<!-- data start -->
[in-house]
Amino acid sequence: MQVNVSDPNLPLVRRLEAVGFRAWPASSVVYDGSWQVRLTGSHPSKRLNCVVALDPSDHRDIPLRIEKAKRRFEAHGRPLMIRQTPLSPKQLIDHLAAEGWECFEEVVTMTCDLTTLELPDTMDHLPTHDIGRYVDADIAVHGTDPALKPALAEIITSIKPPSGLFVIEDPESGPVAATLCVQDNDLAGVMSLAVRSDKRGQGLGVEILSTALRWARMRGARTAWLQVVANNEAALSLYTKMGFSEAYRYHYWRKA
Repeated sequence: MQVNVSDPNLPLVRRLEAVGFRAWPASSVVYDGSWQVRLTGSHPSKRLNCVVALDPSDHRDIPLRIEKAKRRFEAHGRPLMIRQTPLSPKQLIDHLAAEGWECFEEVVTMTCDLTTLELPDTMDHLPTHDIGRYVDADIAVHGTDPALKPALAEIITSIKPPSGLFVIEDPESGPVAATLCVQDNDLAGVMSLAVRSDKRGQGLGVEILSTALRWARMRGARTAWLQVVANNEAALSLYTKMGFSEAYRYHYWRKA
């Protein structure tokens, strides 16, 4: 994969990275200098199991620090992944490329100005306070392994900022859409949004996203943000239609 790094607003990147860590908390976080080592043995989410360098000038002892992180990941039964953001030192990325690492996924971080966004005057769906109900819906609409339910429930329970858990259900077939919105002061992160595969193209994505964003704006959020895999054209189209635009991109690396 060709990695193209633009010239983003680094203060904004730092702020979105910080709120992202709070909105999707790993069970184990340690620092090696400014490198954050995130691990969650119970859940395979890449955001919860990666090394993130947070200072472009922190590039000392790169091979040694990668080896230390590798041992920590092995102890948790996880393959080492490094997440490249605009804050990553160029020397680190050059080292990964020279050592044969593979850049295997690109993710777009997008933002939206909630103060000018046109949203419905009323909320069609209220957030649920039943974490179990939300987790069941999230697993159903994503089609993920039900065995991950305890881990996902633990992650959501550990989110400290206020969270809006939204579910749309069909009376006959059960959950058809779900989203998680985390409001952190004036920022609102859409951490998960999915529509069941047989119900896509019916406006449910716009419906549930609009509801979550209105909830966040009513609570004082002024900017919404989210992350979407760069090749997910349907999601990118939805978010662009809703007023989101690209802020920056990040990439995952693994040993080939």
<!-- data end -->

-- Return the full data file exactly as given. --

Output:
[in-house]
Amino acid sequence: MQVNVSDPNLPLVRRLEAVGFRAWPASSVVYDGSWQVRLTGSHPSKRLNCVVALDPSDHRDIPLRIEKAKRRFEAHGRPLMIRQTPLSPKQLIDHLAAEGWECFEEVVTMTCDLTTLELPDTMDHLPTHDIGRYVDADIAVHGTDPALKPALAEIITSIKPPSGLFVIEDPESGPVAATLCVQDNDLAGVMSLAVRSDKRGQGLGVEILSTALRWARMRGARTAWLQVVANNEAALSLYTKMGFSEAYRYHYWRKA
Repeated sequence: MQVNVSDPNLPLVRRLEAVGFRAWPASSVVYDGSWQVRLTGSHPSKRLNCVVALDPSDHRDIPLRIEKAKRRFEAHGRPLMIRQTPLSPKQLIDHLAAEGWECFEEVVTMTCDLTTLELPDTMDHLPTHDIGRYVDADIAVHGTDPALKPALAEIITSIKPPSGLFVIEDPESGPVAATLCVQDNDLAGVMSLAVRSDKRGQGLGVEILSTALRWARMRGARTAWLQVVANNEAALSLYTKMGFSEAYRYHYWRKA
């Protein structure tokens, strides 16, 4: 994969990275200098199991620090992944490329100005306070392994900022859409949004996203943000239609 790094607003990147860590908390976080080592043995989410360098000038002892992180990941039964953001030192990325690492996924971080966004005057769906109900819906609409339910429930329970858990259900077939919105002061992160595969193209994505964003704006959020895999054209189209635009991109690396 060709990695193209633009010239983003680094203060904004730092702020979105910080709120992202709070909105999707790993069970184990340690620092090696400014490198954050995130691990969650119970859940395979890449955001919860990666090394993130947070200072472009922190590039000392790169091979040694990668080896230390590798041992920590092995102890948790996880393959080492490094997440490249605009804050990553160029020397680190050059080292990964020279050592044969593979850049295997690109993710777009997008933002939206909630103060000018046109949203419905009323909320069609209220957030649920039943974490179990939300987790069941999230697993159903994503089609993920039900065995991950305890881990996902633990992650959501550990989110400290206020969270809006939204579910749309069909009376006959059960959950058809779900989203998680985390409001952190004036920022609102859409951490998960999915529509069941047989119900896509019916406006449910716009419906549930609009509801979550209105909830966040009513609570004082002024900017919404989210992350979407760069090749997910349907999601990118939805978010662009809703007023989101690209802020920056990040990439995952693994040993080939």